Over the years, like many of my peers, I have used quite a few marketing tools. Thinking back over the last 24 years I have been in this space, it is remarkable how much has changed, and equally remarkable how much has not. Over that time, we have seen some interesting tools and applications come and go: Remember when FeedBurner was a necessity? While the modes by which we do marketing change — and so do the tools — the core of what we do as marketers does not. So then, what tools do we use that persist?
Recently a very aggressive marketing firm launched a bot-driven campaign on LinkedIn that targeted marketing leaders. The automated process sent a connection request. Once the connection was accepted, a video was sent in a message explaining how you were found. Although it was obviously automated, I chose to respond to the message, because, why not?
What I found on the other end, was an actual human being who I engaged in a conversation. This is interesting for two reasons: one, it never hurts to be kind to people, and two it created a connection point for me with someone who is new to our our field and seeking to disrupt it (or so they claim).
The interaction lead to a short, but effective conversation resulting in a very thoughtful question posed to me, “What are the most useful 3 software tools for you?”
This random interaction, initiated by an automated process, lead to useful and interesting question. It caused me to think, take the time to explain my thinking, and to make a tough decision about what is actually useful and what tools persists through change.
Here are three marketing tools I encourage every marketing leader to use (and they do persist regardless of what in marketing changes):
Flowcharting & Diagramming as Marketing Tools
The two big stars in this marketing tool set are Omnigraffle for OS X and iOS and Visio for Windows (or LucidChart for a cloud based service) — and despite what either claims, they essentially do the same thing. Both tools allow users to rapidly produce flow charts and visual documents. Regardless of how you do marketing, generally there is a process. As the head of marketing for a financial company, I have to create and communicate specific approval processes for compliance and to maintain consistency. I do that with these tools.
But beyond process documentation, these tools are easy to use tools to do wireframing, a quick mock-up of a marketing piece, or even to create a mind-map. Both tools even offer a quick way to mock-up your office layout (if you like that sort of thing).
The utility to here is speed and ease of use. It is a great marketing tool that has been in my arsenal from the beginning.
Cloud Based File Sharing as Marketing Tools
Since desktop publishing starting dominating the marketing landscape in the late eighties and early nineties, the need to share large digital files to facilitate marketing has always been a need. I remember my days in college where every computer on campus had a Zip Drive to make this easier. With the advent of cheap storage and reliable broadband access, physical drives, FTP servers, and large format email services are no longer necessary. But the need is there.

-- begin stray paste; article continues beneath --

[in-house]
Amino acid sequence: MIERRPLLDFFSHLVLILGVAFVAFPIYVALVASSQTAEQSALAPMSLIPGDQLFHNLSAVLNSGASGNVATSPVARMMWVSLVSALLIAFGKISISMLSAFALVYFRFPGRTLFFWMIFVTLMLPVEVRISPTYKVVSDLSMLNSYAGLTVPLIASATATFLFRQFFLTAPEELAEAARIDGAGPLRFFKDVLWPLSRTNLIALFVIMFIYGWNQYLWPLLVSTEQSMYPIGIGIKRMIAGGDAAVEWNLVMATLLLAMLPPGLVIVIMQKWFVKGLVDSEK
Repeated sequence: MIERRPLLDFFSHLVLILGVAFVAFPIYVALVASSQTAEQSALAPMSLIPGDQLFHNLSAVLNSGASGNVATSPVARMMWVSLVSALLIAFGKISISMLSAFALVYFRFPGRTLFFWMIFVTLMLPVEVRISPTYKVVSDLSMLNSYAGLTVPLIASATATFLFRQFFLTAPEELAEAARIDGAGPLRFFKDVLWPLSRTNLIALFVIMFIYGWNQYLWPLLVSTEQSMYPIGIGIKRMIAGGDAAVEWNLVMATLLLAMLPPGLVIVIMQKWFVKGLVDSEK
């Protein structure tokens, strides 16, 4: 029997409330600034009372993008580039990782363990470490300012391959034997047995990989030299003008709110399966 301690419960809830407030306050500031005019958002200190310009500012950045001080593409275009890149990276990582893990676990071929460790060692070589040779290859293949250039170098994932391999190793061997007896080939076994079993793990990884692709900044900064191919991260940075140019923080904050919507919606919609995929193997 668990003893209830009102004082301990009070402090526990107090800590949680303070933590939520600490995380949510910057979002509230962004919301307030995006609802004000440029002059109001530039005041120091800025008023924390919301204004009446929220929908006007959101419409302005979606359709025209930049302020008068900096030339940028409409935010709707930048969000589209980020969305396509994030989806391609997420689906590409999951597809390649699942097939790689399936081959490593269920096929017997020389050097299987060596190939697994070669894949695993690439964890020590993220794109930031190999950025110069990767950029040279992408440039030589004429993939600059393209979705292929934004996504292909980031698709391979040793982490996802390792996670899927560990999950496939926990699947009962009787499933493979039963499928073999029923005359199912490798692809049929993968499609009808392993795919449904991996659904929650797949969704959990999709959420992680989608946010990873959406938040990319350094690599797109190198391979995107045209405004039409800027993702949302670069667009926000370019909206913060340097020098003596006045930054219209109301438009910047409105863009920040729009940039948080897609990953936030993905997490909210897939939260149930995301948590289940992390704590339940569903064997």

Whether it is Box, DropBox, OneDrive, Google Drive, iCloud or any other slew of services, it really doesn’t matter which you use. What matters is having the ability to share, in real time, files with a team securely without worrying about complex infrastructures. This has enabled us to work better with staff (both local and remote), vendors, and clients. When sharing a file is as easy as saving a file, that is a tool that everyone should use.
Spreadsheets as Marketing Tools
Not just an accountant’s best friend, spreadsheets are quite possibly the most important software innovation. Ever. And I only wish I was exaggerating. All superlatives aside, if you ponder for a moment all that has been made possible with the use of spreadsheet software, it is pretty remarkable. For all of our advancements in business intelligence (BI), machine learning (ML), and analytics, the one tool that most executives reach for when they want to understand and play with data is Excel (and sometimes Google Sheets).
Ponder this: what do you use to build and massage your marketing budgets? What do you use to manipulate, look at, and explore your analytics? What does your team use to present reports to you ? My guess is that most of you, like me, eventually ask for the data in a spreadsheet. And while we are at it, I do not know a single BI or analytics tool, or data platform (like say a CRM or email system) that does not allow for import or export into structured data.
There is a reason for this. Tabular data is the simplest way to store data for visualization and analysis. If you are good with Excel and have good data, you can do quite a bit.
Why These 3?
When I was answering this question in a LinkedIn message thread, something very simple struck me. We make marketing way too complicated and the tools we use as well. Many of us who run marketing departments and teams spend too much time looking at and evaluating marketing tools, and not enough time doing marketing things. So at the end of the day, what is important to me, not only as a marketer, but as an executive? What stands out is the ability to quickly communicate visually, quickly share files, and to quickly look at and manipulate data.